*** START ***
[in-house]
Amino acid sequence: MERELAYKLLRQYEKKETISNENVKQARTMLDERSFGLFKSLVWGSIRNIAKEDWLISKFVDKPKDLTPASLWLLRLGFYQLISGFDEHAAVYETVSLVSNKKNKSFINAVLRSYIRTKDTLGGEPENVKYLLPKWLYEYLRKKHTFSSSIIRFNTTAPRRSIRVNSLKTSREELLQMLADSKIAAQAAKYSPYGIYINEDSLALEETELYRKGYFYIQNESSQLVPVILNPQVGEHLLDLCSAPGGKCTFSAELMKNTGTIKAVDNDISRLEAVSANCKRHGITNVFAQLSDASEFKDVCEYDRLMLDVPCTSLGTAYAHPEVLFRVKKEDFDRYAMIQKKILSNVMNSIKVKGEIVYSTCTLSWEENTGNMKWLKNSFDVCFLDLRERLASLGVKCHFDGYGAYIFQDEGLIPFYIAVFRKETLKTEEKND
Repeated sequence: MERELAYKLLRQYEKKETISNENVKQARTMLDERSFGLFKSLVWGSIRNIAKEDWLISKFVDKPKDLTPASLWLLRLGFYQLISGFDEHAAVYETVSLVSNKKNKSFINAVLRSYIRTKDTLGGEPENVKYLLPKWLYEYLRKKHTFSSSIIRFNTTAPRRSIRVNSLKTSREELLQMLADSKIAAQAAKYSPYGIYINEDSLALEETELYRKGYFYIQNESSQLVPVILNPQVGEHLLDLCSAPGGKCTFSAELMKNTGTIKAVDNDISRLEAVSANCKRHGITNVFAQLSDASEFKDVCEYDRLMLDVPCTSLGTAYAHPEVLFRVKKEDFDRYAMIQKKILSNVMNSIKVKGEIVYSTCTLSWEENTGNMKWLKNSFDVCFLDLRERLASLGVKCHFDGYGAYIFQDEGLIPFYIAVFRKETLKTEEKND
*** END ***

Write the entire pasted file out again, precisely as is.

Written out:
[in-house]
Amino acid sequence: MERELAYKLLRQYEKKETISNENVKQARTMLDERSFGLFKSLVWGSIRNIAKEDWLISKFVDKPKDLTPASLWLLRLGFYQLISGFDEHAAVYETVSLVSNKKNKSFINAVLRSYIRTKDTLGGEPENVKYLLPKWLYEYLRKKHTFSSSIIRFNTTAPRRSIRVNSLKTSREELLQMLADSKIAAQAAKYSPYGIYINEDSLALEETELYRKGYFYIQNESSQLVPVILNPQVGEHLLDLCSAPGGKCTFSAELMKNTGTIKAVDNDISRLEAVSANCKRHGITNVFAQLSDASEFKDVCEYDRLMLDVPCTSLGTAYAHPEVLFRVKKEDFDRYAMIQKKILSNVMNSIKVKGEIVYSTCTLSWEENTGNMKWLKNSFDVCFLDLRERLASLGVKCHFDGYGAYIFQDEGLIPFYIAVFRKETLKTEEKND
Repeated sequence: MERELAYKLLRQYEKKETISNENVKQARTMLDERSFGLFKSLVWGSIRNIAKEDWLISKFVDKPKDLTPASLWLLRLGFYQLISGFDEHAAVYETVSLVSNKKNKSFINAVLRSYIRTKDTLGGEPENVKYLLPKWLYEYLRKKHTFSSSIIRFNTTAPRRSIRVNSLKTSREELLQMLADSKIAAQAAKYSPYGIYINEDSLALEETELYRKGYFYIQNESSQLVPVILNPQVGEHLLDLCSAPGGKCTFSAELMKNTGTIKAVDNDISRLEAVSANCKRHGITNVFAQLSDASEFKDVCEYDRLMLDVPCTSLGTAYAHPEVLFRVKKEDFDRYAMIQKKILSNVMNSIKVKGEIVYSTCTLSWEENTGNMKWLKNSFDVCFLDLRERLASLGVKCHFDGYGAYIFQDEGLIPFYIAVFRKETLKTEEKND